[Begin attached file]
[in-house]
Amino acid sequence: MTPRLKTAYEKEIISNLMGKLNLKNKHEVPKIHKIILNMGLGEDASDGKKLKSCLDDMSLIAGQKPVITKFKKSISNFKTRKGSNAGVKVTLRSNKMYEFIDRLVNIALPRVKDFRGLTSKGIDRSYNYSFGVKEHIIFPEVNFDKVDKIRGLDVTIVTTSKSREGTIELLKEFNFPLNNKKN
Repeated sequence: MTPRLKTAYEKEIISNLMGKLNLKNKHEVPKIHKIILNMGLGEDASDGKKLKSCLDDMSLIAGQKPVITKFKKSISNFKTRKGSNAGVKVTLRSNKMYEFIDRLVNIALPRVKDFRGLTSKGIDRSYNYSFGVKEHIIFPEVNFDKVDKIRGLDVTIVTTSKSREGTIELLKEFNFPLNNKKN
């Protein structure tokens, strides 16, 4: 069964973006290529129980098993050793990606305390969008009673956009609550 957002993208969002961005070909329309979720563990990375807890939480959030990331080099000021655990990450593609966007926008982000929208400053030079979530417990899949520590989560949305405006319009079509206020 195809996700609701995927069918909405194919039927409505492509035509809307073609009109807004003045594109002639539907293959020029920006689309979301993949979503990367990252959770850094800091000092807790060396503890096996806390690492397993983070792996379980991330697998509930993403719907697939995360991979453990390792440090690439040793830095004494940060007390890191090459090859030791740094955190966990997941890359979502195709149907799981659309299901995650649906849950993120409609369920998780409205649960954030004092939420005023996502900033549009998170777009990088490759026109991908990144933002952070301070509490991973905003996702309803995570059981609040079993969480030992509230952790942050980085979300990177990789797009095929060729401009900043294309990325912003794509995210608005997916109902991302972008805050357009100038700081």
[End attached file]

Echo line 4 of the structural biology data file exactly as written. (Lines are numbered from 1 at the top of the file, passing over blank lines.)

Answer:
């Protein structure tokens, strides 16, 4: 069964973006290529129980098993050793990606305390969008009673956009609550 957002993208969002961005070909329309979720563990990375807890939480959030990331080099000021655990990450593609966007926008982000929208400053030079979530417990899949520590989560949305405006319009079509206020 195809996700609701995927069918909405194919039927409505492509035509809307073609009109807004003045594109002639539907293959020029920006689309979301993949979503990367990252959770850094800091000092807790060396503890096996806390690492397993983070792996379980991330697998509930993403719907697939995360991979453990390792440090690439040793830095004494940060007390890191090459090859030791740094955190966990997941890359979502195709149907799981659309299901995650649906849950993120409609369920998780409205649960954030004092939420005023996502900033549009998170777009990088490759026109991908990144933002952070301070509490991973905003996702309803995570059981609040079993969480030992509230952790942050980085979300990177990789797009095929060729401009900043294309990325912003794509995210608005997916109902991302972008805050357009100038700081």